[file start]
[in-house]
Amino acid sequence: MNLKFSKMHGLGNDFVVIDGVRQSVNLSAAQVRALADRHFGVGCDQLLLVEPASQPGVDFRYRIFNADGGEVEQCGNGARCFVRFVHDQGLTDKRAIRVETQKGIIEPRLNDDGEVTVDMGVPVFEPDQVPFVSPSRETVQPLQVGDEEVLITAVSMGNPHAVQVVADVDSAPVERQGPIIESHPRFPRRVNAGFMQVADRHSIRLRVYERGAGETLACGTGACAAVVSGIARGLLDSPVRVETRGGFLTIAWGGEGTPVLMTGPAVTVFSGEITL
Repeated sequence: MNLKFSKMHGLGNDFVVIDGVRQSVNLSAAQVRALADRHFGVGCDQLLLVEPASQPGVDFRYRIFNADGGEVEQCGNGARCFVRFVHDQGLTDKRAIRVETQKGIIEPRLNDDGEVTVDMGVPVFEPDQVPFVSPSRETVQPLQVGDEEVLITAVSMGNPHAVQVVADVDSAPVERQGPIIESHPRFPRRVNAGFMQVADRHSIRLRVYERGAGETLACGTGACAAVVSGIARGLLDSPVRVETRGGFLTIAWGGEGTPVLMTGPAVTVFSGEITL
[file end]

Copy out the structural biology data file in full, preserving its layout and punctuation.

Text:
[in-house]
Amino acid sequence: MNLKFSKMHGLGNDFVVIDGVRQSVNLSAAQVRALADRHFGVGCDQLLLVEPASQPGVDFRYRIFNADGGEVEQCGNGARCFVRFVHDQGLTDKRAIRVETQKGIIEPRLNDDGEVTVDMGVPVFEPDQVPFVSPSRETVQPLQVGDEEVLITAVSMGNPHAVQVVADVDSAPVERQGPIIESHPRFPRRVNAGFMQVADRHSIRLRVYERGAGETLACGTGACAAVVSGIARGLLDSPVRVETRGGFLTIAWGGEGTPVLMTGPAVTVFSGEITL
Repeated sequence: MNLKFSKMHGLGNDFVVIDGVRQSVNLSAAQVRALADRHFGVGCDQLLLVEPASQPGVDFRYRIFNADGGEVEQCGNGARCFVRFVHDQGLTDKRAIRVETQKGIIEPRLNDDGEVTVDMGVPVFEPDQVPFVSPSRETVQPLQVGDEEVLITAVSMGNPHAVQVVADVDSAPVERQGPIIESHPRFPRRVNAGFMQVADRHSIRLRVYERGAGETLACGTGACAAVVSGIARGLLDSPVRVETRGGFLTIAWGGEGTPVLMTGPAVTVFSGEITL